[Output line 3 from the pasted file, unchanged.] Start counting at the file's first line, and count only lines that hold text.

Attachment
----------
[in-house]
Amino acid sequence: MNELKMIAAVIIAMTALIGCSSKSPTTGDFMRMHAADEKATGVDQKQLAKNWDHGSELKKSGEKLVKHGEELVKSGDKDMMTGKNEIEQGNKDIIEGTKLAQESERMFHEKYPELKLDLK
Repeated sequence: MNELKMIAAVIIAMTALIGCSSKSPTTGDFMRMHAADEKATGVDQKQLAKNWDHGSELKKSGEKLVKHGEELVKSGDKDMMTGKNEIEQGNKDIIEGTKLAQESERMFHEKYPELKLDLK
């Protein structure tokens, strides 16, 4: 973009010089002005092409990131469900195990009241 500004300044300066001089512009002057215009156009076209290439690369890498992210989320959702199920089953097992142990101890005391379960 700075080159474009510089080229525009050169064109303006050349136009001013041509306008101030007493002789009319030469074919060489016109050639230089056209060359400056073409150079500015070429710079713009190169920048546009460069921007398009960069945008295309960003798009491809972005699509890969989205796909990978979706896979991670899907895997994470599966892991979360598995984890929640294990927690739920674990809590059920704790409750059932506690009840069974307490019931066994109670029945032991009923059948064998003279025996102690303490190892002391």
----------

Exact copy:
Repeated sequence: MNELKMIAAVIIAMTALIGCSSKSPTTGDFMRMHAADEKATGVDQKQLAKNWDHGSELKKSGEKLVKHGEELVKSGDKDMMTGKNEIEQGNKDIIEGTKLAQESERMFHEKYPELKLDLK